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How the world is adapting to the ISSB Standards

The ISSB's first two sustainability standards, effective from Jan. 1, 2024, aim to establish a consistent global sustainability disclosure framework. As of March 13, 2024, five jurisdictions have adopted the standards, with 11 others planning to do so. Notably, Canada and Australia are at various stages of adoption.

The standards, IFRS S1 and IFRS S2, require companies to disclose sustainability-related risks and opportunities, including specific climate-related metrics like GHG emissions and climate-related risks.

The ISSB was established by the IFRS Foundation to create standardised reporting rules, building upon existing frameworks like the TCFD. The IFRS is now overseeing companies' climate-related disclosures, gaining greater oversight.

Regulators are adopting the standards differently, ranging from mandatory to voluntary reporting, with varying timelines and scopes.

The EU's CSRD and the SEC's recent climate-disclosure standards have similarities with the ISSB standards but are not recognised as alternatives. The EU's ESRS and SEC's rule expand reporting requirements, emphasising environmental, social, and governance impacts and risks.

The IFRS has issued a preview guide to assist regulators in adopting the standards, emphasising transparency and urging regulators to consider local circumstances and this guide can be found here: 

To learn more about the ISSB (IFRS S1 and S2), click here: 

Jurisdictions that have adopted ISSB standards:

Costa Rica:

Costa Rica adapted the standards on a voluntary basis starting Jan. 1, 2024. They will transition to mandatory status for publicly listed companies under the supervision of Costa Rica's financial regulator, Consejo Nacional de Supervisión de Sistema Financiero, from 2026 for the fiscal year 2025 and for companies classified as large taxpayers from 2027 for the fiscal year 2026.


Brazil adopted the standards as of Jan. 1, 2024, with plans for mandatory implementation from Jan. 1, 2026. The Ministry of Finance and the securities regulator, Comissão de Valores Mobiliários (CVM), announced this decision on Oct. 20, 2023.


Nigeria embraced the standards as of Jan. 1, 2024, initially on a voluntary basis until 2026. Mandatory reporting will be phased in starting from 2027. The country's Financial Reporting Council launched the ISSB standards on June 26, 2023, in collaboration with the ISSB and the Nigerian stock exchange. A consultation on the adoption roadmap concluded on March 14, 2024.


Turkey adopted the standards in 2024. They will be obligatory for companies fulfilling two out of three criteria consistently for two reporting periods: assets exceeding 500 million Turkish lira, annual net revenues of over one billion Turkish lira, and more than 250 employees. This decision was announced by Turkey's Public Oversight, Accounting, and Auditing Standards Authority during the 28th UN Climate Change Conference in 2023.


Bangladesh's central bank issued guidelines for banks and financial institutions to implement ISSB standards starting Jan. 1, 2024.

Jurisdictions with plans to adopt the ISSB standards:


Canada aims to adopt the standards voluntarily from Jan. 1, 2025. The Canadian Sustainability Standards Board initiated a consultation on March 13, 2024.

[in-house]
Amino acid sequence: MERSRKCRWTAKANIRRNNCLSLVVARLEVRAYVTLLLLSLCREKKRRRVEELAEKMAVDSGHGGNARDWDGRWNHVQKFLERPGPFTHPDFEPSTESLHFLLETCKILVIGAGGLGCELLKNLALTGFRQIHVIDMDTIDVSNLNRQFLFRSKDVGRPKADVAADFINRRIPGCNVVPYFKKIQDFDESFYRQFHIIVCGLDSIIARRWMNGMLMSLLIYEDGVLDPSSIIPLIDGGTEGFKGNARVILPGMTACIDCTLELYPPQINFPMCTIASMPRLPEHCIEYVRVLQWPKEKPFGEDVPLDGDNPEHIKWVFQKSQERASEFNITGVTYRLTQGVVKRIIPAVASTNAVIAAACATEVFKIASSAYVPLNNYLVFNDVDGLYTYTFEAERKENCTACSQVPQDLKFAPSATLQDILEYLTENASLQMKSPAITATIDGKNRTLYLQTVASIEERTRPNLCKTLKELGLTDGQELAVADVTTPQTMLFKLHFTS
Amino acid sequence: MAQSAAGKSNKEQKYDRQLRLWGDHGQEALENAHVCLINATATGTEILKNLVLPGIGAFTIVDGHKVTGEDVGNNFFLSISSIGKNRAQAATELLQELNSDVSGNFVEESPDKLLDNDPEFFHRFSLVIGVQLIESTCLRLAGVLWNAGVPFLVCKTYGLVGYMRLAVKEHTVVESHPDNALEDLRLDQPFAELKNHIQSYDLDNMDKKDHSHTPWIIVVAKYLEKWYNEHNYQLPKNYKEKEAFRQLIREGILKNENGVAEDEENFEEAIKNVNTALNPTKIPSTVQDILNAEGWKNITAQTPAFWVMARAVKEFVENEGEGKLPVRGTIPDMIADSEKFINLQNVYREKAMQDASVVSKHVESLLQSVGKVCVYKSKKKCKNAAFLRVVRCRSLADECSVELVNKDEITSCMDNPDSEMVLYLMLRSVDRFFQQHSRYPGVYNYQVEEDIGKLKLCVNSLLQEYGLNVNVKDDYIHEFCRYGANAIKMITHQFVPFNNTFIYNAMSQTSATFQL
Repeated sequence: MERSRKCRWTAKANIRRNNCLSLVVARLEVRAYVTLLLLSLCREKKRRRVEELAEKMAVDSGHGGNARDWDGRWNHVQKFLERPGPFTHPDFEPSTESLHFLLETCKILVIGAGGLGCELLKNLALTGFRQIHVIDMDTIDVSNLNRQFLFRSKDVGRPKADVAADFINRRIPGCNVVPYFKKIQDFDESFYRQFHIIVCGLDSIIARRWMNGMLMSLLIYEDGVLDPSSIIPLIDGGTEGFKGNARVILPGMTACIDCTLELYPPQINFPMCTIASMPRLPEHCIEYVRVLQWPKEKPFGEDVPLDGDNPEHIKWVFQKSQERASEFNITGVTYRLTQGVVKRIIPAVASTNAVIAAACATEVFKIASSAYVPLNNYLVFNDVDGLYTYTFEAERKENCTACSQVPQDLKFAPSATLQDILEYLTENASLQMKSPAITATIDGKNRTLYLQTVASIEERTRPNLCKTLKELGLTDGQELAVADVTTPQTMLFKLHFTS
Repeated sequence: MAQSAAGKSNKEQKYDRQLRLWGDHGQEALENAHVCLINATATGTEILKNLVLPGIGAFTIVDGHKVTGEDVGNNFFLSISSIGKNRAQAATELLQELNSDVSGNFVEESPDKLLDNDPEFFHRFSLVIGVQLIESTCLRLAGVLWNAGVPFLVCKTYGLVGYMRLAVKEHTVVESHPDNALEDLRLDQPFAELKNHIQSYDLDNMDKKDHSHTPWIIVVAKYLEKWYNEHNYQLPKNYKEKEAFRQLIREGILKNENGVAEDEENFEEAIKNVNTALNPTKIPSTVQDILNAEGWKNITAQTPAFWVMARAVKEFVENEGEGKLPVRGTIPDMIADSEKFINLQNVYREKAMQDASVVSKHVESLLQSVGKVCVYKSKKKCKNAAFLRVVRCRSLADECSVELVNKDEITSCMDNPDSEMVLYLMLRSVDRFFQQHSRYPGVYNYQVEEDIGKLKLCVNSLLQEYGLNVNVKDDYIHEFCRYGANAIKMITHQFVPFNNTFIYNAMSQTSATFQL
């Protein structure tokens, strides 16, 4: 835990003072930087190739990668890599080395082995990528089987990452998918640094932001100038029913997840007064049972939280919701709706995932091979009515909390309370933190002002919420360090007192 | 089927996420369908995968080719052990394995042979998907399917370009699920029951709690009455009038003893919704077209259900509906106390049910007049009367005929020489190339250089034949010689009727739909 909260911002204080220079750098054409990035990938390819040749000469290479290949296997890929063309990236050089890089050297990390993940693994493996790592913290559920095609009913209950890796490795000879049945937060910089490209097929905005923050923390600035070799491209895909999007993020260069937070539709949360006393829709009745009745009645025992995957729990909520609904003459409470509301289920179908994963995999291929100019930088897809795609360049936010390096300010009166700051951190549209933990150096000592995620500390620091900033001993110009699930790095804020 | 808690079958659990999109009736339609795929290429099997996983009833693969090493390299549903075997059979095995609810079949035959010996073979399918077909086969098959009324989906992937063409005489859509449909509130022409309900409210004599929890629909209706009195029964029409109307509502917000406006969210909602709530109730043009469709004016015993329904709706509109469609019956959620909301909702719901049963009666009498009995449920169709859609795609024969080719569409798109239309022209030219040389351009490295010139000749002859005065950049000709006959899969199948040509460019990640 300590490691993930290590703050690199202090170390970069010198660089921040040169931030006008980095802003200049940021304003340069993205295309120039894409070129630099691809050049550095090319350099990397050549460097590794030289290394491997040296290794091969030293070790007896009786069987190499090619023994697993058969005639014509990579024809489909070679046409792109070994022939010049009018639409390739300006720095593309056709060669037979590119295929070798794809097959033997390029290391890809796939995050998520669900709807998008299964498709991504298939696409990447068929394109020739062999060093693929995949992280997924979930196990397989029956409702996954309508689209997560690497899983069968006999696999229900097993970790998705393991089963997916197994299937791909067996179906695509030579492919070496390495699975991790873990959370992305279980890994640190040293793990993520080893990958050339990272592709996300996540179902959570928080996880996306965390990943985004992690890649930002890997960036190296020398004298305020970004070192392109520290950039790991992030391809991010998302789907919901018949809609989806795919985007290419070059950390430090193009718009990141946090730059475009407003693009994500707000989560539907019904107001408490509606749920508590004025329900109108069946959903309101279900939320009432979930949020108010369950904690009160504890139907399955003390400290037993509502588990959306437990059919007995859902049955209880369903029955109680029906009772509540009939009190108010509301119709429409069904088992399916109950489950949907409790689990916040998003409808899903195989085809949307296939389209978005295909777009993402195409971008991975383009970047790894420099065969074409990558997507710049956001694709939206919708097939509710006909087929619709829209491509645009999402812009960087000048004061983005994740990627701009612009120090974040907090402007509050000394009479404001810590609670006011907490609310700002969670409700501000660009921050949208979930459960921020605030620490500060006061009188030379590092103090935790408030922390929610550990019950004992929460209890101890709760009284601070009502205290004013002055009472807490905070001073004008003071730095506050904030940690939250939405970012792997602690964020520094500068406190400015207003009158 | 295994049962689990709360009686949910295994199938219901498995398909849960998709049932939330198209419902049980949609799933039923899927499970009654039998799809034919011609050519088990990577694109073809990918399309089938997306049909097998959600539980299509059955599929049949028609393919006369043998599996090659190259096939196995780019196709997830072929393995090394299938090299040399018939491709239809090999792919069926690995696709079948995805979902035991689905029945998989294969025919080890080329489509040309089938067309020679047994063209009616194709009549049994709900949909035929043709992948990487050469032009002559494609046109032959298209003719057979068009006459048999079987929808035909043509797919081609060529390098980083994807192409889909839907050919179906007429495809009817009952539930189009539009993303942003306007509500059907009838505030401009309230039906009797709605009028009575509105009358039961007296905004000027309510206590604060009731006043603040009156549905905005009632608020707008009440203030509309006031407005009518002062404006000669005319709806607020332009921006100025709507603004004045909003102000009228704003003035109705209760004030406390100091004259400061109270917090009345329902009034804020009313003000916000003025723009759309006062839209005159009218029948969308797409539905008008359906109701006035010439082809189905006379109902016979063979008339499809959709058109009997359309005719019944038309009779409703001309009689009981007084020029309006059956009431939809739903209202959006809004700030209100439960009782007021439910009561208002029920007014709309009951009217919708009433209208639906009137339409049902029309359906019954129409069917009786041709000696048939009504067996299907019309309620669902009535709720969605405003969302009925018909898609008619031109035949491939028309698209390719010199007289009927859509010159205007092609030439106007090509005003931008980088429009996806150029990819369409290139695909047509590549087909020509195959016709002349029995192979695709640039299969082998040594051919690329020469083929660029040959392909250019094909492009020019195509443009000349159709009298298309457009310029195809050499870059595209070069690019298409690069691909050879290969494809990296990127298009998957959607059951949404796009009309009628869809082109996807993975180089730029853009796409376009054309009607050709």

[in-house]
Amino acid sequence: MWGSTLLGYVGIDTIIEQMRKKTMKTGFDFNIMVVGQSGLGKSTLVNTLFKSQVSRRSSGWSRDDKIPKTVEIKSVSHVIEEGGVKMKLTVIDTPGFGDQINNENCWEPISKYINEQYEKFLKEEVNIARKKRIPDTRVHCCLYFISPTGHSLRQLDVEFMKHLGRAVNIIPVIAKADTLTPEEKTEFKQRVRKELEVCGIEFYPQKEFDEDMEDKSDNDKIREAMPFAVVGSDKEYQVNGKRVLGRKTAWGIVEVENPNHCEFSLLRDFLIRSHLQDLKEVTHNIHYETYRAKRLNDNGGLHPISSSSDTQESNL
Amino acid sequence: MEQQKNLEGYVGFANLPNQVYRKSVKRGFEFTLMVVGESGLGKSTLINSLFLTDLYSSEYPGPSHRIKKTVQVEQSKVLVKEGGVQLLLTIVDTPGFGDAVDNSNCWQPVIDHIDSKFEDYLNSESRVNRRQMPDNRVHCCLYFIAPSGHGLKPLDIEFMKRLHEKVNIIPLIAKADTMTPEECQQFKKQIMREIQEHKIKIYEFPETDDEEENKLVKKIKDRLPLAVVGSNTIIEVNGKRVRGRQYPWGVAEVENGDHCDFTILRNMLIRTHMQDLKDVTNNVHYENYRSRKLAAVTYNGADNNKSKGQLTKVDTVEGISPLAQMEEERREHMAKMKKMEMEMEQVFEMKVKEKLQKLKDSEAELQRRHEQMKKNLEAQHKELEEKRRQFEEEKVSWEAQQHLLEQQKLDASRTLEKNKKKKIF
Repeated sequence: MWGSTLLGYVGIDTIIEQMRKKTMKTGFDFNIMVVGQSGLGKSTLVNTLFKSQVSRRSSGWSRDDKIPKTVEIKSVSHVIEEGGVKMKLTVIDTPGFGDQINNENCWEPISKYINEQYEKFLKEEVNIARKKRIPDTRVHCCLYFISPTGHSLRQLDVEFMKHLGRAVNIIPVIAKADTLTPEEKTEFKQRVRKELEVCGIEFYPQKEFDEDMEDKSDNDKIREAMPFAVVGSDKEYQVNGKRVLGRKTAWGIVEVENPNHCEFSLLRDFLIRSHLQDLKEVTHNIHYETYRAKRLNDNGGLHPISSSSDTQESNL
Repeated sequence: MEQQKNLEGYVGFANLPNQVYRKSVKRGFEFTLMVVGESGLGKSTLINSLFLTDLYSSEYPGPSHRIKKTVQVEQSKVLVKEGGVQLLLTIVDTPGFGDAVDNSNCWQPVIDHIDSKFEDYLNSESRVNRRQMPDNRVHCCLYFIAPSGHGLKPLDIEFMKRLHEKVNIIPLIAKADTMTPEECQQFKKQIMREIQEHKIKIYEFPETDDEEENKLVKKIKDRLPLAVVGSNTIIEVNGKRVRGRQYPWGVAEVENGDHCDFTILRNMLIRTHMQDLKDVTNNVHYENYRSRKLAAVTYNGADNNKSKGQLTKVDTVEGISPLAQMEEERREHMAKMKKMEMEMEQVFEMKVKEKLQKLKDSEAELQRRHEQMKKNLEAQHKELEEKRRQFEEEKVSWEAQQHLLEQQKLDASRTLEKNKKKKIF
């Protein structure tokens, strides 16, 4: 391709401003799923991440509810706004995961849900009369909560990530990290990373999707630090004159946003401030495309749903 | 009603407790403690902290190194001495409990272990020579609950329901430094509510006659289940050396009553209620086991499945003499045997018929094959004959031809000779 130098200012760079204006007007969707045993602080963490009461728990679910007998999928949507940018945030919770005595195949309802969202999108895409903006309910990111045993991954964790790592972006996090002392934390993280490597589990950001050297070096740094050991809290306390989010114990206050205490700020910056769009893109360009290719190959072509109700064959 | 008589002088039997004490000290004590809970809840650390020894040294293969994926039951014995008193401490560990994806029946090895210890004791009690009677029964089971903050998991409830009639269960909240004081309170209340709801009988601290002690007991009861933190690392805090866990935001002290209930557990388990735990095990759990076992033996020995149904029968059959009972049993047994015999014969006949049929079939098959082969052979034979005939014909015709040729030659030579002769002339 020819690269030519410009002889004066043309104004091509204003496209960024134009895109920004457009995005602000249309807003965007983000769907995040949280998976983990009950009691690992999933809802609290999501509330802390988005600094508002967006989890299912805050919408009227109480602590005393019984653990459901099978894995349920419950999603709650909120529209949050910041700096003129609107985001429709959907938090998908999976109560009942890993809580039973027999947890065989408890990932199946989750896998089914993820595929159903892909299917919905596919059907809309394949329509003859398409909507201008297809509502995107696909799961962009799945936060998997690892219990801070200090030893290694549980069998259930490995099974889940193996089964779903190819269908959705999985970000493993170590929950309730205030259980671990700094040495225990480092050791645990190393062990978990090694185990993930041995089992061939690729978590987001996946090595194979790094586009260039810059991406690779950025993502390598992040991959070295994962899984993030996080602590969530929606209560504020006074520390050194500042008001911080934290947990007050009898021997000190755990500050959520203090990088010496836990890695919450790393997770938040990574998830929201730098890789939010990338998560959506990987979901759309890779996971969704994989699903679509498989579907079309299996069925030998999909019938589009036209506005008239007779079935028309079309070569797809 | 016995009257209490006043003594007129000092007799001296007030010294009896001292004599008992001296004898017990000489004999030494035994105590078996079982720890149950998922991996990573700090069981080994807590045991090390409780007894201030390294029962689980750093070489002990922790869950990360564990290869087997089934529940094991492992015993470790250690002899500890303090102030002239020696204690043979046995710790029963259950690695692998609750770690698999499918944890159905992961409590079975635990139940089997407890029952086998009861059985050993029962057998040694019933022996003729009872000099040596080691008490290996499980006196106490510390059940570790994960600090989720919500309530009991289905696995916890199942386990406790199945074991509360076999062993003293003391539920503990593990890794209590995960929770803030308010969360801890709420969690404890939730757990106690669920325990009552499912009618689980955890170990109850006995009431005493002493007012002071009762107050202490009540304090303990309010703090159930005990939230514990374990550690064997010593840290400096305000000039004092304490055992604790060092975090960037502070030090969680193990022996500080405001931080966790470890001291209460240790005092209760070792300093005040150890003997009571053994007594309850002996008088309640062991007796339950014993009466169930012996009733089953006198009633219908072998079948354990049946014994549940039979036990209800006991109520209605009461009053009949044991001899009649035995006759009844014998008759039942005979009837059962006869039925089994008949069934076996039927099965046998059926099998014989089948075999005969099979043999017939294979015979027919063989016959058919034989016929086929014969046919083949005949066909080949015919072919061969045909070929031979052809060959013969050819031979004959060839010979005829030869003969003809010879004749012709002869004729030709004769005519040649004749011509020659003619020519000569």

United Kingdom:

The UK aims to adopt UK-specific standards based on the ISSB standards by July 2024. Listed companies with more than 500 employees and large non-listed companies with annual revenues exceeding £500 million have been mandated to disclose since 2022 based on the Taskforce on Climate-related Financial Disclosures.


India's central bank published a draft framework on ISSB standards for banks and financial institutions on Feb. 28, 2024, planning adoption for 2025.

Republic of Korea:

The Republic of Korea plans adoption post-2026. The Financial Services Commission postponed the adoption of standards from 2025 to after 2026.


The Sustainability Standards Board of Japan plans to issue draft guidelines in March 2024, with final standards expected no later than March 31, 2025.

Hong Kong:

The Hong Kong Stock Exchange plans to adopt standards in 2025 for listed companies, with financial regulators working on a roadmap for financial services.


Taiwan aims to adopt standards in 2026 following the Financial Supervisory Commission's roadmap announcement on Aug. 17, 2023.


The Philippines plans to adopt standards in 2024, with listed companies expected to report in 2025 for the 2024 financial year.


Singapore's Accounting and Corporate Regulatory Authority and Singapore Exchange Regulation announced ISSB-related reporting requirements on Feb. 28, 2024, to be mandatory for listed companies between 2025 and 2027.


Malaysia plans adoption from 2025, with main market listed companies implementing between 2025 and 2026, and companies listed on Malaysia's ACE high-growth market and non-listed large companies with annual revenues of 2 billion ringgit or above from 2027 to 2028.


Australia plans to adopt standards effective July 1, 2024, with different implementation timelines based on annual revenues.

Other jurisdictions with related disclosure standards:

United States:

The US Securities and Exchange Commission finalised its climate-related disclosure rules on March 6, 2024, with submission requirements starting from fiscal year 2025 for large accelerated filers.

European Union:

The EU adopted European Sustainability Reporting Standards to comply with the Corporate Sustainability Reporting Directive, showing alignment with ISSB standards.

New Zealand:

New Zealand's External Reporting Board adopted climate-related disclosure standards in 2023, with ongoing review scheduled until December 2025.


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